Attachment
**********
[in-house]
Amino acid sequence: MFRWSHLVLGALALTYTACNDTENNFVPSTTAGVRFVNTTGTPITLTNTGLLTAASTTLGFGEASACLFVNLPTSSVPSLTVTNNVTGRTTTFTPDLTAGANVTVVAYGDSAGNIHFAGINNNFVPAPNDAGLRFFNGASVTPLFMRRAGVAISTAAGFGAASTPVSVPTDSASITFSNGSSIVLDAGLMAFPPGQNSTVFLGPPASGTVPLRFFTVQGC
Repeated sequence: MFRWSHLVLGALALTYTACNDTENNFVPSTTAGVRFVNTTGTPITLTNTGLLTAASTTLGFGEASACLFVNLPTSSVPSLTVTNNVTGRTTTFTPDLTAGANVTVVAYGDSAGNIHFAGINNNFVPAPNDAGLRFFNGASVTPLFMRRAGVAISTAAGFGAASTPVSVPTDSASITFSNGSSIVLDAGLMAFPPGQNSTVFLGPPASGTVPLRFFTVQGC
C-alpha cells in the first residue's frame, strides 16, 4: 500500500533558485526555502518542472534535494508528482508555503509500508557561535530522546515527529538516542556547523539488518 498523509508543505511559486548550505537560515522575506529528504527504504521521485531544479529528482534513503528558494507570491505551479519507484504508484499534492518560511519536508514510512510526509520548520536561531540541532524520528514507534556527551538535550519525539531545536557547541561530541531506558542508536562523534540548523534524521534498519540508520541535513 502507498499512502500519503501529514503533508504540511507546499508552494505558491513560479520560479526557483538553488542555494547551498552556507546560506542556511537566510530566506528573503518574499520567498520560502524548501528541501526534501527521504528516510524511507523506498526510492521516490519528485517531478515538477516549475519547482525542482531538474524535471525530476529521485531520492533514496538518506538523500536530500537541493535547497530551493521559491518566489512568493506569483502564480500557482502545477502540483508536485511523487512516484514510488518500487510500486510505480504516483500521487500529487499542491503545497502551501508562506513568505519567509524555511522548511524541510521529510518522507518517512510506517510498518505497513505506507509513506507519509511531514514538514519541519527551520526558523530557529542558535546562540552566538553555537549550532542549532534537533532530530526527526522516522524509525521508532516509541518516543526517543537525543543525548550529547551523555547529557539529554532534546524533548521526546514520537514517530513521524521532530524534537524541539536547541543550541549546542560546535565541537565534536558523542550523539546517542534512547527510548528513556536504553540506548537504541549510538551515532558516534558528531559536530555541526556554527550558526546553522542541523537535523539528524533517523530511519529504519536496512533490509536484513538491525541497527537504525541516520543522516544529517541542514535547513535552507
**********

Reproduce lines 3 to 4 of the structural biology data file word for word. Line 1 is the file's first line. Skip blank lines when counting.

Repeated sequence: MFRWSHLVLGALALTYTACNDTENNFVPSTTAGVRFVNTTGTPITLTNTGLLTAASTTLGFGEASACLFVNLPTSSVPSLTVTNNVTGRTTTFTPDLTAGANVTVVAYGDSAGNIHFAGINNNFVPAPNDAGLRFFNGASVTPLFMRRAGVAISTAAGFGAASTPVSVPTDSASITFSNGSSIVLDAGLMAFPPGQNSTVFLGPPASGTVPLRFFTVQGC
C-alpha cells in the first residue's frame, strides 16, 4: 500500500533558485526555502518542472534535494508528482508555503509500508557561535530522546515527529538516542556547523539488518 498523509508543505511559486548550505537560515522575506529528504527504504521521485531544479529528482534513503528558494507570491505551479519507484504508484499534492518560511519536508514510512510526509520548520536561531540541532524520528514507534556527551538535550519525539531545536557547541561530541531506558542508536562523534540548523534524521534498519540508520541535513 502507498499512502500519503501529514503533508504540511507546499508552494505558491513560479520560479526557483538553488542555494547551498552556507546560506542556511537566510530566506528573503518574499520567498520560502524548501528541501526534501527521504528516510524511507523506498526510492521516490519528485517531478515538477516549475519547482525542482531538474524535471525530476529521485531520492533514496538518506538523500536530500537541493535547497530551493521559491518566489512568493506569483502564480500557482502545477502540483508536485511523487512516484514510488518500487510500486510505480504516483500521487500529487499542491503545497502551501508562506513568505519567509524555511522548511524541510521529510518522507518517512510506517510498518505497513505506507509513506507519509511531514514538514519541519527551520526558523530557529542558535546562540552566538553555537549550532542549532534537533532530530526527526522516522524509525521508532516509541518516543526517543537525543543525548550529547551523555547529557539529554532534546524533548521526546514520537514517530513521524521532530524534537524541539536547541543550541549546542560546535565541537565534536558523542550523539546517542534512547527510548528513556536504553540506548537504541549510538551515532558516534558528531559536530555541526556554527550558526546553522542541523537535523539528524533517523530511519529504519536496512533490509536484513538491525541497527537504525541516520543522516544529517541542514535547513535552507